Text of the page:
Walking around Central at lunchtime, you will experience bustling streets and a sense of urgency as friends, colleagues and clients meet for lunch. With the exception of mandatory face masks, you could be forgiven for not realising that Hong Kong has been battling Covid-19 for the past twenty months.
The future of work has become a hot topic of global debate. I was recently reminded of my London commute some 16 years ago. The epic 90-minute journey from my spacious home in Kent to the West End of London involved squeezing onto an overcrowded train, navigating the chaos of Victoria station, and standing patiently in line to catch a bus in London’s ubiquitous drizzle. There was a genuine sense of relief when I arrived at my desk.
Conversely, my Hong Kong commute, from my much smaller apartment, is efficient, short, fully air-conditioned and provides seated comfort to read the morning news and check emails.
What these different commutes illustrate is that how and where we work in the future will vary greatly depending on where we live. Hong Kong’s unique urban attributes – its limited living space, short commutes and exceptional public transport networks – are likely to result in an evolution of the workplace.
The real estate head of a multinational banking and finance group recently said that his firm’s strategy before the pandemic was to increase flexible working by promoting collaboration in the office and seeing beyond the 9-5 working day.
During the pandemic, business leaders took the decision to allow colleagues to work from home. As we adjust to the new norm, many are bringing colleagues back to the office due to a belief that the office environs are where business gets done.
While more than 90 per cent of our tenants are fully back in the office, it would be wrong to suggest that businesses are returning to the pre-pandemic status quo. The evolution of the workplace under way before the pandemic has been accelerated.
Workplace strategies will differ by city, but also by industry. We don’t expect a one-size-fits-all approach.
However, a common theme we are hearing is that the office will take on added importance in the new hybrid working model. While remote working has proven to be effective in keeping the engines of commerce running, tenants have told us that the office is integral to the three “Cs” of collaboration, coaching and culture.
A CBRE survey of Asian occupiers in May and June this year attests to this, with 83 per cent of respondents saying that workplaces should drive collaboration and productivity. There can be no substitute for junior colleagues learning from their leaders in a face-to-face setting.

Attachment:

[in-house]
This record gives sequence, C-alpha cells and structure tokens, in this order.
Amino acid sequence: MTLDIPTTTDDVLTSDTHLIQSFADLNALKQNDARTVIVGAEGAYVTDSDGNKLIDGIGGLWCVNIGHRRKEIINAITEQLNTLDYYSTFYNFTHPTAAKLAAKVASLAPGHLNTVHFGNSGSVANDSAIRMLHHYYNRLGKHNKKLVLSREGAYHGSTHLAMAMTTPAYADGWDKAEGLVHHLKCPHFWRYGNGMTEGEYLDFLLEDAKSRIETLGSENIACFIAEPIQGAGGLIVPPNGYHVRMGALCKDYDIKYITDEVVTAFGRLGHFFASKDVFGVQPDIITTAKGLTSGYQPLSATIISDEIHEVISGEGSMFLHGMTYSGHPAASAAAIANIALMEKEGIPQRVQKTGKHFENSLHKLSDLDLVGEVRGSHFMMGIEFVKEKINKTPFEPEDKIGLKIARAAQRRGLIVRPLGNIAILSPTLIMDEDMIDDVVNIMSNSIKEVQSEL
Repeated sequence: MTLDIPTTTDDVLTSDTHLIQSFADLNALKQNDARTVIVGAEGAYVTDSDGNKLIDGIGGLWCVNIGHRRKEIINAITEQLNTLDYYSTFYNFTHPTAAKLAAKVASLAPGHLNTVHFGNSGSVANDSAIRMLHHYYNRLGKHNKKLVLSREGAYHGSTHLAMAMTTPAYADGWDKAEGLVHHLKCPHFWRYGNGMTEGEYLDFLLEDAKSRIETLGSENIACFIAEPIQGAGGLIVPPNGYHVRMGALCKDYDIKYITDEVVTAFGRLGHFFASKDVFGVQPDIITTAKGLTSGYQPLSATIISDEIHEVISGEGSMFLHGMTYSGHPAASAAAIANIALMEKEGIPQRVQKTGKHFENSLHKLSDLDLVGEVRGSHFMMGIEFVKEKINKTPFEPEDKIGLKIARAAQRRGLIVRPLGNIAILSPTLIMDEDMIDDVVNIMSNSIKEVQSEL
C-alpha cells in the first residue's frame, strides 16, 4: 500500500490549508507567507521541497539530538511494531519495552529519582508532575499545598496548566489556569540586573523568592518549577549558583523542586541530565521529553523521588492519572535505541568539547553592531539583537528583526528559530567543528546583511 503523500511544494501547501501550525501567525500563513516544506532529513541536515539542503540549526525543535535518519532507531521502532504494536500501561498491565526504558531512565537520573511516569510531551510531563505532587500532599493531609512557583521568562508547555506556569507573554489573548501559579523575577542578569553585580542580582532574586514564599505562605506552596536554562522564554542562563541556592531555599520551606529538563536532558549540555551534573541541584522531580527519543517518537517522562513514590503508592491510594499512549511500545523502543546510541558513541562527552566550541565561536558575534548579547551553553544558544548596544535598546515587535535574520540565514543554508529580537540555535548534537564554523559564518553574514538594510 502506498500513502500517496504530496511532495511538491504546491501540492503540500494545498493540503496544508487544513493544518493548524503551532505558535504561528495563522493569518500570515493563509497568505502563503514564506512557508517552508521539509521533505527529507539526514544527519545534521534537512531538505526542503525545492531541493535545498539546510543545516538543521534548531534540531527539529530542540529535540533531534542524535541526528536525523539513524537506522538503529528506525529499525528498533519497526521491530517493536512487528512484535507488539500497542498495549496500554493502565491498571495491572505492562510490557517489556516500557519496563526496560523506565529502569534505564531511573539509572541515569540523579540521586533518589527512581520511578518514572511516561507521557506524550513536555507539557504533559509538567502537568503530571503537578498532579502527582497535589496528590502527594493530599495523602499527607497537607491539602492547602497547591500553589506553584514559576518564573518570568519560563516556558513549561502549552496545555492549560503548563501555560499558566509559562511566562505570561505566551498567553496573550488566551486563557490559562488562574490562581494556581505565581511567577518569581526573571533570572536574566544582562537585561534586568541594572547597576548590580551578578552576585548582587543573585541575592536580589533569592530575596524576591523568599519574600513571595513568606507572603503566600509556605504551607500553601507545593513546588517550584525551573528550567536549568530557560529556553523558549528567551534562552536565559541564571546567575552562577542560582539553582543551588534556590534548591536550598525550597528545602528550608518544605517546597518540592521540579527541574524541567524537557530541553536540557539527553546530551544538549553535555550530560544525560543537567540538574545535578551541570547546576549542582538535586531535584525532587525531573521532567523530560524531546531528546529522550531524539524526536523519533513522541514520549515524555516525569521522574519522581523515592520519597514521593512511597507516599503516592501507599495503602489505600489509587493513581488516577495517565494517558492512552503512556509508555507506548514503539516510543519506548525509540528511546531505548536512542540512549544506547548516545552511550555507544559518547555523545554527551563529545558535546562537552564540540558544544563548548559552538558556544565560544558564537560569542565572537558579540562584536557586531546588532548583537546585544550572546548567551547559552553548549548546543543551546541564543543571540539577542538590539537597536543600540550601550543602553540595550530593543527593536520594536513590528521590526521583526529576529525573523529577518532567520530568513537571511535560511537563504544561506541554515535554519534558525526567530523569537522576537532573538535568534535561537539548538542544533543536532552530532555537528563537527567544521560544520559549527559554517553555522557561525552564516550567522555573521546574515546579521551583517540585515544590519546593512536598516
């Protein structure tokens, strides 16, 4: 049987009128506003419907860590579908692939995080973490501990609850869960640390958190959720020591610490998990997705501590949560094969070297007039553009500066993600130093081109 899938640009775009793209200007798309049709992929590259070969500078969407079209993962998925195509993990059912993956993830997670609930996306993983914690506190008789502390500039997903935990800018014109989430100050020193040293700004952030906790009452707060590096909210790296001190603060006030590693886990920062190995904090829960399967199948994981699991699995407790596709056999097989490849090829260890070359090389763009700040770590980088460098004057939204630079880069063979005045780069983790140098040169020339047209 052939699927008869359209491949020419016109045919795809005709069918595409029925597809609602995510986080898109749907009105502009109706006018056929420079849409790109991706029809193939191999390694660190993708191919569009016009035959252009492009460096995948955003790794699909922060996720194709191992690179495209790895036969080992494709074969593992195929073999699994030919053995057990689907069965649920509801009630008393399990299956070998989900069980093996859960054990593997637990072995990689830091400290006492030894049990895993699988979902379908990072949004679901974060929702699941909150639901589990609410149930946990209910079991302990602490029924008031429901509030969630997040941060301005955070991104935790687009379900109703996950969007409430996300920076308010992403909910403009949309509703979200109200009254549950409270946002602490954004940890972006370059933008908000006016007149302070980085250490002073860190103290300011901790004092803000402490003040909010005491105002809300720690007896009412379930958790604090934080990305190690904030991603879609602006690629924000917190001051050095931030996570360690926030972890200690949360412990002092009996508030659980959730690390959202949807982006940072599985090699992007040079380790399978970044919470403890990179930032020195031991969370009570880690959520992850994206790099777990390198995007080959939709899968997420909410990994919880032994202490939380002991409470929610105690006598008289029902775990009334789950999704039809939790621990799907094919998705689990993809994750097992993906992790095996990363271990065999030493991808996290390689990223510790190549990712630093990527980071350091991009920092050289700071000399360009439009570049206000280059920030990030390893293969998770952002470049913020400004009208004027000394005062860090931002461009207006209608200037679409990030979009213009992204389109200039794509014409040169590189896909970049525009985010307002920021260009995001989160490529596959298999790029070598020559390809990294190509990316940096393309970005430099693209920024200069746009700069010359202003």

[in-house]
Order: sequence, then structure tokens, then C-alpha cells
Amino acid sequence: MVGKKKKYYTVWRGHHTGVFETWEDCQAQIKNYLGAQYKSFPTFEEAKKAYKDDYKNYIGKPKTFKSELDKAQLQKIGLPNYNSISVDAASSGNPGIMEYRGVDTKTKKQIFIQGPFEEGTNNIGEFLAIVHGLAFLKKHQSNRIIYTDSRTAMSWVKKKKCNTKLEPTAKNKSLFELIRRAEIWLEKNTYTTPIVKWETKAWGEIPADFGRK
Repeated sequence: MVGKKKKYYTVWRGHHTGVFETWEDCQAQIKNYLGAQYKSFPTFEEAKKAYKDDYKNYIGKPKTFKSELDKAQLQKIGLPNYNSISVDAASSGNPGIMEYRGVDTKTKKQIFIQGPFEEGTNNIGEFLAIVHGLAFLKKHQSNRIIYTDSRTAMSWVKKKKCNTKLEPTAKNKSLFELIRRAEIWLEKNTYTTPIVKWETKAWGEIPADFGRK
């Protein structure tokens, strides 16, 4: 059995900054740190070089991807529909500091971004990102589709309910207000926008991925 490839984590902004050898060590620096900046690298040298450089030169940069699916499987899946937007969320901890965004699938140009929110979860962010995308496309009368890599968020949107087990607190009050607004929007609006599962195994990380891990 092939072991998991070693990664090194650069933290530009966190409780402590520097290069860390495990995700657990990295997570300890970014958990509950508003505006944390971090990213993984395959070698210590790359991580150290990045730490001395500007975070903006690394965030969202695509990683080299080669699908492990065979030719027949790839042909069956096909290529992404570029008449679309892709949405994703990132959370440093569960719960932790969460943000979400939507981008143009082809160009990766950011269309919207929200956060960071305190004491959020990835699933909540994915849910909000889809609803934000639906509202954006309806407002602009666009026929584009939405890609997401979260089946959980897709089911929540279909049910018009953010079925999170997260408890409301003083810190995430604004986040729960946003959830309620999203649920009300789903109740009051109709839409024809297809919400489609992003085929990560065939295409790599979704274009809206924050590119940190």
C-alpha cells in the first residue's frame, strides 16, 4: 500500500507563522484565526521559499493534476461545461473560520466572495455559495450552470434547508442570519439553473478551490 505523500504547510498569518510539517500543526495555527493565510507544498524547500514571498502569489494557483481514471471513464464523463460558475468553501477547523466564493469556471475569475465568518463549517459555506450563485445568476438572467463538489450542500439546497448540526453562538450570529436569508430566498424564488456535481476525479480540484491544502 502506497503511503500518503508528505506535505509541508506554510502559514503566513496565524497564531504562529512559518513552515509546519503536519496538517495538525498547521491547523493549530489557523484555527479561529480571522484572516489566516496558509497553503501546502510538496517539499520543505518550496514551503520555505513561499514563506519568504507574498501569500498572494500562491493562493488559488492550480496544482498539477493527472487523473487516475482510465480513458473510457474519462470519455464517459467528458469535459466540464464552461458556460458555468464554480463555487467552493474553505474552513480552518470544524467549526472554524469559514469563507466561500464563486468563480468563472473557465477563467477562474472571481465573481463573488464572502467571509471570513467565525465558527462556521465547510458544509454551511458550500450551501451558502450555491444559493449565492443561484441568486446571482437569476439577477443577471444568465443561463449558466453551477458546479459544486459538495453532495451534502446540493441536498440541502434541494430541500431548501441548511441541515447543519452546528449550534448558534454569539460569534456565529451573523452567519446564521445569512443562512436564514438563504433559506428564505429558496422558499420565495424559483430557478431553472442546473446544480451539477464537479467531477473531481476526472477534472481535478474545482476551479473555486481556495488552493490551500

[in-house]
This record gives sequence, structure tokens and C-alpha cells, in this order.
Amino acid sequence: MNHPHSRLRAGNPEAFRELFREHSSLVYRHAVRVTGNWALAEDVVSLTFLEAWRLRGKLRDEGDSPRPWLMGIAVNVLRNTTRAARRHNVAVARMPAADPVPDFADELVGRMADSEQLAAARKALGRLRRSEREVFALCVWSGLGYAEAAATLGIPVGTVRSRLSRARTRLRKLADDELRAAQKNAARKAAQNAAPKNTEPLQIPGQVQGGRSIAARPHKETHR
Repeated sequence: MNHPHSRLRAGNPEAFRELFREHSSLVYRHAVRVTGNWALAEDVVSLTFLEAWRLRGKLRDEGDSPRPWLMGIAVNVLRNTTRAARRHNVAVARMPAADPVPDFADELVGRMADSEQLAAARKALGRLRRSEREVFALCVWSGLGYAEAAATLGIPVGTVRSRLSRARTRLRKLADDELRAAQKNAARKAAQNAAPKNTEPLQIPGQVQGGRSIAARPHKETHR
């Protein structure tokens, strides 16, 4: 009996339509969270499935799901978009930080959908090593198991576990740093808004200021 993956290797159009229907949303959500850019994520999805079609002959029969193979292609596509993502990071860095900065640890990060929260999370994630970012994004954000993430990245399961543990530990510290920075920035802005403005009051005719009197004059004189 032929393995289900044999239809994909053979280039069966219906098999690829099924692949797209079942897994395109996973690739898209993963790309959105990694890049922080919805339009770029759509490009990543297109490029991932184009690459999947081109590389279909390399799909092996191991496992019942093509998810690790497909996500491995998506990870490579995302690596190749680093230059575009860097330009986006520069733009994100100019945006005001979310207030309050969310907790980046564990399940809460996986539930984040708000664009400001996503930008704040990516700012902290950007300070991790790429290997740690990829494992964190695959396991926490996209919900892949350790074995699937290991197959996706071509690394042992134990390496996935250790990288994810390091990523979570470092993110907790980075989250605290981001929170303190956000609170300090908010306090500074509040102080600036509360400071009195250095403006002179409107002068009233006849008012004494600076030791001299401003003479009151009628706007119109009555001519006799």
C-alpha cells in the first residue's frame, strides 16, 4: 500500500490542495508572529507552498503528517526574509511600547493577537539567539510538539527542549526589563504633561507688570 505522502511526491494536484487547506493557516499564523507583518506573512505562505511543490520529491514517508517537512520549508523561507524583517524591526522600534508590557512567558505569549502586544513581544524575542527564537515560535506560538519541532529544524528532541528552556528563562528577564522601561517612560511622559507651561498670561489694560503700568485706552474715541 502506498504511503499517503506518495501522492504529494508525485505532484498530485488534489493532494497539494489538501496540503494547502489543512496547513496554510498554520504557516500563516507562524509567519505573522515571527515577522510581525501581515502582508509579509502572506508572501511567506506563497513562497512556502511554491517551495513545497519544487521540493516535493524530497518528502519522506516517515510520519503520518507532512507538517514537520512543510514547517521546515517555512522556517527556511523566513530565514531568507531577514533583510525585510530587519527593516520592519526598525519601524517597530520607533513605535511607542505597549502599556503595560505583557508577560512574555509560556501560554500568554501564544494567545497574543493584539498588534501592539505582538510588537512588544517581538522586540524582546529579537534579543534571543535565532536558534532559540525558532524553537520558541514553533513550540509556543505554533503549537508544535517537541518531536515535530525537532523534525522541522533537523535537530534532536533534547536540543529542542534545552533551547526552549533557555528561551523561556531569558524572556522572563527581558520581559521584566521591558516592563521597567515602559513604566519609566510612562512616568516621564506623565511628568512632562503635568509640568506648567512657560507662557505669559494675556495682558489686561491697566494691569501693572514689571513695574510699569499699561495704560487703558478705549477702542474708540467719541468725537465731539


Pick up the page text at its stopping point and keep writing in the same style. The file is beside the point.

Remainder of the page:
Additionally, for many companies, the office location, environment and experience are part of the fabric that defines their culture.
For sectors such as banking, legal and financial services, which make up 80 per cent of our tenant base, being physically on-site is an operational imperative. Security and confidentiality are business critical.
At Hongkong Land, we have always innovated to meet the evolving needs of tenants. But the pace of change is gathering momentum, especially in the areas of digital, wellness and lifestyle, and space flexibility.
Starting with proptech, demand for touchless technologies has taken off. To give an example, our Centricity App, which brings together our tenant driven services and amenities to smartphones, enables tenants’ employees to adjust the temperature of a room without touching wall-mounted devices.
Cumbersome thermal screenings conducted by security guards are likely to be replaced with smart turnstiles that can record temperatures remotely. In Jardine House and York House, our new turnstiles do just that.
Wellness pods, healthier in-house food options and lifestyle options such as on-site meditation and yoga classes will become the norm. Office layouts will be more collaborative and comfortable. Tenants’ employees will have greater access to a diverse range of food and beverage, shopping and lifestyle options under one roof. In essence, offices will have more of the comforts of home as opposed to the home being the new office.
Increasing portfolio flexibility will become a greater feature, with CBRE data from July 2021 finding that one-third of Asian occupiers are planning to increase their use of flexible space.
The primary result of all of this is that while the office will change, it will play a central role in a new hybrid working world, all the more so in Hong Kong thanks to its unique characteristics.
Further, we believe businesses’ greater emphasis on quality and location as opposed to cost will spur demand in Central. This is supported by data from JLL that shows leasing volumes in the district have doubled in the first half of 2021. And by our own vacancy levels, which have reduced to 5.5 per cent from 5.9 per cent on a committed basis since the end of 2020, ahead of JLL’s August figure of 7.7 per cent for the Central grade A office market in Hong Kong.
While no one can predict what the future will hold with absolute certainty, I believe that the evolution that is now under way will lead to more inspiring and aspirational workplaces for the next generation of professionals.
Neil Anderson is director and head of office of commercial property Hong Kong at Hongkong LandInternet Explorer Channel Network